Teacher’s Pet—From Classroom to Culture

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Danielle McLeod

Danielle McLeod is a highly qualified secondary English Language Arts Instructor who brings a diverse educational background to her classroom. With degrees in science, English, and literacy, she has worked to create cross-curricular materials to bridge learning gaps and help students focus on effective writing and speech techniques. Currently working as a dual credit technical writing instructor at a Career and Technical Education Center, her curriculum development surrounds student focus on effective communication for future career choices.

A teacher’s pet is a student who is favored by the teacher and receives special treatment or attention in the classroom.

Idioms such as teacher’s pet convey meanings beyond their literal interpretation. Mastering idioms enhances our understanding of English and conversational abilities. These expressions are widely used in informal contexts, playing a crucial role in language usage. 

In this article, you will learn the deeper meaning of the idiom teacher’s pet, where it originated from, its various uses, and how you can master its use. So keep reading to gain tips on effectively wielding this idiom in your speech and writing.

Teachers Pet—From Classroom to Culture

What Does the Idiom Teacher’s Pet Mean?

The idiom teacher’s pet refers to a student who receives special treatment or attention from the teacher, often being favored in the classroom. Furthermore, it can also refer to anyone who receives preferential treatment from the boss or person in charge of something.

These students, employees, or groups are often allowed to do things that others are not, and they may also receive support and encouragement in a way that others do not.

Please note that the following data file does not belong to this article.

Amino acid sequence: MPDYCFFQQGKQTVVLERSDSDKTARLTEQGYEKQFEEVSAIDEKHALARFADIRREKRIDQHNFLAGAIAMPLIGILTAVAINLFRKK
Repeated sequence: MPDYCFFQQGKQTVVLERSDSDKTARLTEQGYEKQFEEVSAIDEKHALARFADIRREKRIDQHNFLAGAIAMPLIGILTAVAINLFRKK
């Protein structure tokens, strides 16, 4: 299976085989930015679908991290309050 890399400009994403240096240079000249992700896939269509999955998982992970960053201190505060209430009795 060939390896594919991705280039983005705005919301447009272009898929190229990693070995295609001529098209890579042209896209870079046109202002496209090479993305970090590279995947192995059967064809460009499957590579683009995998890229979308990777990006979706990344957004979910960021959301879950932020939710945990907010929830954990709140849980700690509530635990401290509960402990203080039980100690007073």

Merriam-Webster defines the idiom teacher’s pet as “a pupil who has won the teacher’s special favor” as well as “a person who is treated as a favorite by one in authority.” 

As may be expected, the other students in a class are not fond of the teacher’s pet. Calling someone a teacher’s pet is an insult. It implies that the person does not deserve their high status and has an unfair advantage. 

Variations of the Idiom

These variations capture the idea of a student who is favored or receives special attention from a teacher. You can always replace teacher with boss or other similar descriptions of a person in charge. 

  • Teacher’s favorite
  • Teacher’s darling
  • Teacher’s protégé
  • Teacher’s special pupil

How Is the Idiom Teacher’s Pet Commonly Used in Context?

When exploring the idiom teacher’s pet, it’s essential to understand its various contexts and applications. In this section, we’ll delve into its usage across different scenarios and environments. 

What Are the Different Ways to Use the Idiom Teacher’s Pet Effectively?

Here are some different ways, along with examples, to use the term teacher’s pet effectively:

  • Descriptive writing: In a story or essay, you can use the term teacher’s pet to describe a student who is highly favored by a teacher. For example, “Samantha, the teacher’s pet, always raised her hand eagerly, ready to answer every question thrown her way.”
  • Discussions: During discussions or debates, you can use the term to refer to a person who frequently agrees with authority or supports their viewpoints. For example, “Although Bellamy always presents well-articulated points in the meetings, some believe he’s simply echoing the boss’s views, acting as the teacher’s pet.”
  • Reflecting on bias: It can be used to discuss bias or favoritism in educational and workplace settings. It can help analyze power dynamics and explore how favoritism might impact people and their experiences. For example, “Let’s examine how the perception of being a teacher’s pet affects a student’s relationships with their peers.”
  • Motivation and achievement: Use it to discuss the motivation and achievements of those who are highly regarded by their superiors. It can serve as an example of dedication and hard work. For example, “Indra’s success in the science fair is a result of her tireless efforts and commitment. She’s not just the teacher’s pet; she’s truly earned her recognition.”